Effectiveness of Glaucoma Counseling on Rates of Follow-up and Glaucoma Knowledge in a South Indian Population

Anna T. Do, Manju R. Pillai, Vijayakumar Balakrishnan, Robert T. Chang, Alan L. Robin, Kuldev Singh, Bradford W. Lee

Research output: Contribution to journalArticlepeer-review

7 Scopus citations


Purpose To evaluate the impact of traditional counseling and patient-centered counseling, either alone or with recorded audio counseling reinforcement, on glaucoma knowledge and clinical follow-up. Design Prospective randomized controlled trial. Methods Newly diagnosed adult glaucoma patients were randomized to 1 of 3 categories of glaucoma counseling: traditional counseling, patient-centered counseling, or patient-centered counseling with audio counseling reinforcement. Demographic and clinical information from each subject was ascertained, and all subjects completed the Glaucoma Knowledge Assessment before and after counseling sessions at the time of diagnosis and at 1-month follow-up. Patients were instructed to return to clinic for routine follow-up at 1, 3, 6, 9, and 12 months after enrollment. A multivariate logistic regression model was used to determine factors associated with appropriate clinical follow-up. Results Overall, only 13.5% of subjects had appropriate clinical follow-up at 1 year, defined as attending at least 3 follow-up visits during that interval, and there was no significant difference between counseling groups. The mean glaucoma knowledge assessment score (GKAS) improved by 77.6% with the initial counseling intervention (P <.0001), decreased by 17.4% within a 1-month period following initial counseling, and improved by 22.8% (P <.001) after the second counseling intervention. Monthly household income over 2500 rupees, GKAS greater than 5 after initial counseling, and undergoing any ocular surgical procedure were all independent predictors of appropriate follow-up. Conclusion While all 3 counseling methods resulted in transient improvement of patient knowledge regarding glaucomatous disease, follow-up rates were poor for all groups. Poor retention of glaucoma knowledge may impact the likelihood of patient follow-up, and reinforcement with repeated counseling may be beneficial with regard to both disease knowledge and follow-up.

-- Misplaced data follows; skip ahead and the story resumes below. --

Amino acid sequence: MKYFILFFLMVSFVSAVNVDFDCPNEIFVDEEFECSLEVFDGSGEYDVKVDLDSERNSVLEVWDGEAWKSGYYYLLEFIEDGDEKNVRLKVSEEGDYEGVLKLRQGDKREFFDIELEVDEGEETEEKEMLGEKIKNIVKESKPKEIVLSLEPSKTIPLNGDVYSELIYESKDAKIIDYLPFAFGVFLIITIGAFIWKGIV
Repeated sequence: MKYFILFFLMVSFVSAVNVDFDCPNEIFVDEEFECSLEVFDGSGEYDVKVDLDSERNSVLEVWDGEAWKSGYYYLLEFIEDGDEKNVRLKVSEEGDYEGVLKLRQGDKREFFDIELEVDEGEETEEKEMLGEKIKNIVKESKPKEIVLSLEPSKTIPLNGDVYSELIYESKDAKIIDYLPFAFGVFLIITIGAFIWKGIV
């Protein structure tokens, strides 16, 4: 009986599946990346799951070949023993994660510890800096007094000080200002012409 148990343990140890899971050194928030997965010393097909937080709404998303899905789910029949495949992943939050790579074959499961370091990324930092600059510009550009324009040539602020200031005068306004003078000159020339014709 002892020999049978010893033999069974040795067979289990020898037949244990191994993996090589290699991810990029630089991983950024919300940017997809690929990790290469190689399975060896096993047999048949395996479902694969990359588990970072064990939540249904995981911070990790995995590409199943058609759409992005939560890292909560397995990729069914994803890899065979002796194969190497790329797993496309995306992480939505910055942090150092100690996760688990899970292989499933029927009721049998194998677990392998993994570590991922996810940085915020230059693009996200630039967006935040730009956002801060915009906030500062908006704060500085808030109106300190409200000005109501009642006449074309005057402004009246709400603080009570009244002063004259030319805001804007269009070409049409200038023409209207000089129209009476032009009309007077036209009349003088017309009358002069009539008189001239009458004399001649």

Original languageEnglish (US)
Pages (from-to)180-189.e4
JournalAmerican journal of ophthalmology
StatePublished - Mar 1 2016

ASJC Scopus subject areas

  • Ophthalmology


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